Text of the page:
A very brief, 60-page pamphlet, published in 1977, in other words not even half way through Aldiss' writing career (he was born in 1925, and first published in 1954). There's a bit too much retelling of the plot and quoting favourite lines from Aldiss' books and short stories. One particular concept that I found interesting, the idea of "slouch" as a particularly Aldiss brand of humour, simply wasn't explained well enough for me to make up my mind. The one point that made me sit up and think about why I enjoy Aldiss' work so much was Mathews' quotation from Aldiss' contribution to the 1975 volume of sf writers' reminiscences, Hell's Cartographers, which I quote here in its original form, but with my added emphasis:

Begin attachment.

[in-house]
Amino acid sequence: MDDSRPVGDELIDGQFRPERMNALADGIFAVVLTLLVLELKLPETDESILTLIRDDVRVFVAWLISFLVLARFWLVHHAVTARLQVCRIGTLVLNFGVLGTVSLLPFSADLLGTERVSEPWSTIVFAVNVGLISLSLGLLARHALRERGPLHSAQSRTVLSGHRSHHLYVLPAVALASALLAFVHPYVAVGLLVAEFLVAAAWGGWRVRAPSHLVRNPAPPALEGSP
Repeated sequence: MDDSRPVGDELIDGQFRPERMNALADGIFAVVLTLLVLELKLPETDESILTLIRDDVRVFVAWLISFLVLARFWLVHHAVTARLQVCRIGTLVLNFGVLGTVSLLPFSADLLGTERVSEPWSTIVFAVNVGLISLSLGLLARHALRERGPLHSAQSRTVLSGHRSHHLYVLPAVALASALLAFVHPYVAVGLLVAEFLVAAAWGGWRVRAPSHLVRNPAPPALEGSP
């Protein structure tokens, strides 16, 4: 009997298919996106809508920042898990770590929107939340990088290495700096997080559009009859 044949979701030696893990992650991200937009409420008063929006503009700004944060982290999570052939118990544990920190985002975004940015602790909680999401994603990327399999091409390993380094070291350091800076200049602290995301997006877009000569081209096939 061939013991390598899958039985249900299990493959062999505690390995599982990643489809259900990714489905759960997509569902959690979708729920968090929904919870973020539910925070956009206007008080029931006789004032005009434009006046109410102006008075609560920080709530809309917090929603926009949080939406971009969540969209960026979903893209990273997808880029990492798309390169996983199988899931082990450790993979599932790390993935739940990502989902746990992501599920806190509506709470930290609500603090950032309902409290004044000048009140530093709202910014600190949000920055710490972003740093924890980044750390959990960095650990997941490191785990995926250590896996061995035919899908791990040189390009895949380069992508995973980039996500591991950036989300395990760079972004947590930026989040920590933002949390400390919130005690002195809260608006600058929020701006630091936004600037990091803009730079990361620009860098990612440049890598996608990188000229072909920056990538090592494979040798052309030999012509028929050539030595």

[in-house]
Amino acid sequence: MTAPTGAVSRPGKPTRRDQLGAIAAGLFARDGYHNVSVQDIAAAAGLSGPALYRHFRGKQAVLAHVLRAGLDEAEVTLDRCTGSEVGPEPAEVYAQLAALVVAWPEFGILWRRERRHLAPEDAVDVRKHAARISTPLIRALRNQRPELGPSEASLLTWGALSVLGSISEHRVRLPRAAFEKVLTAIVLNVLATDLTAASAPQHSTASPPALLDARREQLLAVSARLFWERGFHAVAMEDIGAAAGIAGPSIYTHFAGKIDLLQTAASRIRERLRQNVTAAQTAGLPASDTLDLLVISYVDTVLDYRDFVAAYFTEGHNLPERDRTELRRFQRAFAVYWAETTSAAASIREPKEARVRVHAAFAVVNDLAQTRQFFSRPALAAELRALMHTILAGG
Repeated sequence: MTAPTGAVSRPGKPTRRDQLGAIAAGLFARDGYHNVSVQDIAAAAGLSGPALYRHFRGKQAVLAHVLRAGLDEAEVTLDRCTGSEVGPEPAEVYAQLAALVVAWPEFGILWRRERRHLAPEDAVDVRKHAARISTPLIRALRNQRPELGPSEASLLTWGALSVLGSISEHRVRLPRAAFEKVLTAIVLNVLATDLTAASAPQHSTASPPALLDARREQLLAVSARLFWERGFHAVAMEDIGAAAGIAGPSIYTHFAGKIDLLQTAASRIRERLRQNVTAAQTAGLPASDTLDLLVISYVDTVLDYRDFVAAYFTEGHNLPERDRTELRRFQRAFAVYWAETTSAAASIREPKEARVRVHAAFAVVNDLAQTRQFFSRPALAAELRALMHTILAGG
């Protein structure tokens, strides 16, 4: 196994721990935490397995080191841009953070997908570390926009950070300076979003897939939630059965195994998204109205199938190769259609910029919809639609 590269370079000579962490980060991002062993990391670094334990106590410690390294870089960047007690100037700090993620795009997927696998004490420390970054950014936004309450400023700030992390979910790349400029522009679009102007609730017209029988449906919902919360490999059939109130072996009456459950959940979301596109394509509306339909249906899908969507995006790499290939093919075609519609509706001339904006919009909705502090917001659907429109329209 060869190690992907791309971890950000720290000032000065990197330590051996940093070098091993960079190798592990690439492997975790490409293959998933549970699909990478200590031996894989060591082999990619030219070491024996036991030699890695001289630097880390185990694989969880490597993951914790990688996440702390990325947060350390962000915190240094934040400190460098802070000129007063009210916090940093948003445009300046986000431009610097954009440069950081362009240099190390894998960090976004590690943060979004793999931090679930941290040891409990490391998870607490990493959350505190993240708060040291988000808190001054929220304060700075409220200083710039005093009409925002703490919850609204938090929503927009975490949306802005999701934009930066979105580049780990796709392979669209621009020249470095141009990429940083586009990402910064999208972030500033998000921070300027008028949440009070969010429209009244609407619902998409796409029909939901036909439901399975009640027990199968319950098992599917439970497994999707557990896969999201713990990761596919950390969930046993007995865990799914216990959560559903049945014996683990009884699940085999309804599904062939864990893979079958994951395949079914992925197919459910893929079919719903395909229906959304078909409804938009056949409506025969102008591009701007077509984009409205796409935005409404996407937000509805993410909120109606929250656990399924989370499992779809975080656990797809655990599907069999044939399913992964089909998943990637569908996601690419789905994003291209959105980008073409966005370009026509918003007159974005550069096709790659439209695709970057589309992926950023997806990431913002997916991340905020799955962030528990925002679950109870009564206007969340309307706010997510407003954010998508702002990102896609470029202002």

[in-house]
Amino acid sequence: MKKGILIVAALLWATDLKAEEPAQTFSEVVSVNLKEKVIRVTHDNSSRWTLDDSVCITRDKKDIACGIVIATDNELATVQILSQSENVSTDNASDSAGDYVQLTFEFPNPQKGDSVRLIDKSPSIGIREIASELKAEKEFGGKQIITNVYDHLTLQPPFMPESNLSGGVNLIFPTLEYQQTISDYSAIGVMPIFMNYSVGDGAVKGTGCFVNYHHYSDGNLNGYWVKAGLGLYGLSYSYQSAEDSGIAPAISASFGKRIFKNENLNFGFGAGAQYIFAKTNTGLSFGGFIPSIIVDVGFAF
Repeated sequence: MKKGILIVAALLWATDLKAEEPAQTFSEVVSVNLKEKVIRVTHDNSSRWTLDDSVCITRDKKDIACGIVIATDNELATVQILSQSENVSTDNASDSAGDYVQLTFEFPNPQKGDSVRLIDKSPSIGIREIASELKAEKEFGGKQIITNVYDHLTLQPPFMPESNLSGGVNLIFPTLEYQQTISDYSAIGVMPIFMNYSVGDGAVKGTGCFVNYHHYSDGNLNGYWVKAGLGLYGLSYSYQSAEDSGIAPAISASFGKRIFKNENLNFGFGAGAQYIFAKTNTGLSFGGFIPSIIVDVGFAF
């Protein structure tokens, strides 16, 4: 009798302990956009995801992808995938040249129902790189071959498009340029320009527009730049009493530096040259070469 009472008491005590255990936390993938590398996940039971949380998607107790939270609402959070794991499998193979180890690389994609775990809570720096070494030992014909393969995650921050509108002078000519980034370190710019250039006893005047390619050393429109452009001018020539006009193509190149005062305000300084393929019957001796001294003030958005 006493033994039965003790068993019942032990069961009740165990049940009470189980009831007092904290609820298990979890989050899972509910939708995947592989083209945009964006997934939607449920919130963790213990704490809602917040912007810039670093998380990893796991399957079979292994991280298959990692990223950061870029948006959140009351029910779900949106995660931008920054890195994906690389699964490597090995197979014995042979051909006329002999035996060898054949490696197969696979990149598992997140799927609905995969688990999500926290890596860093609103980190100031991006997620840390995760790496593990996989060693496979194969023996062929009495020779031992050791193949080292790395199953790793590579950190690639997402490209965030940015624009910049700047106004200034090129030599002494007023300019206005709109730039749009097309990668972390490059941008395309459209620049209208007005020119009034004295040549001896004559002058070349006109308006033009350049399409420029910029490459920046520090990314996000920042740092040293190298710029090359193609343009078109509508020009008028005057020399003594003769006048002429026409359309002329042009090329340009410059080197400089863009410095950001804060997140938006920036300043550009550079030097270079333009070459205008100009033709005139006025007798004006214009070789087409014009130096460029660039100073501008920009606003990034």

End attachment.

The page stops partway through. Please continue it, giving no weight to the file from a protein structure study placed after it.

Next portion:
I have written a number of books which I believe contain something like a creative vision, no matter in what other ways they may be flawed. Although I see my true strengths to lie in he short story field, I have novels for which I cannot but feel some warmth; most of them are involved with the portrayal of landscape, such as A Soldier Erect, Report on Probability A, Barefoot in the Head, and Greybeard, all of which depict figures in landscape. Non-Stop and Frankenstein Unbound show figures swallowed by their landscapes. So, I suppose, does Hothouse, a novel from which I have always felt distanced, perhaps considering the miserable circumstances under which it was written. Cryptozoic (An Age) has landscape as surrealism, Male Response landscape as comedy. Eighty Minute Hour has an exploded landscape.On rereading those words in Mathews' abbreviated (but better contextualised) presentation, I suddenly realised that I am a real fan of books with a carefully thought out landscape behind them. I suppose (from the fact that books I hated because their fictional landscapes made no sense to me, such as Cherryh's Downbelow Station and Cyteen, nonetheless have devoted fan followings) that this is not universal. But it helps me realise what sort of book, what sort of writer, appeals to me, personally. It's related to the concept of dinnseanchas, as Ciaran Carson explains it. I'm trying to write something substantial about Irish sf and fantasy at the moment and it all helps to firm up the picture for me.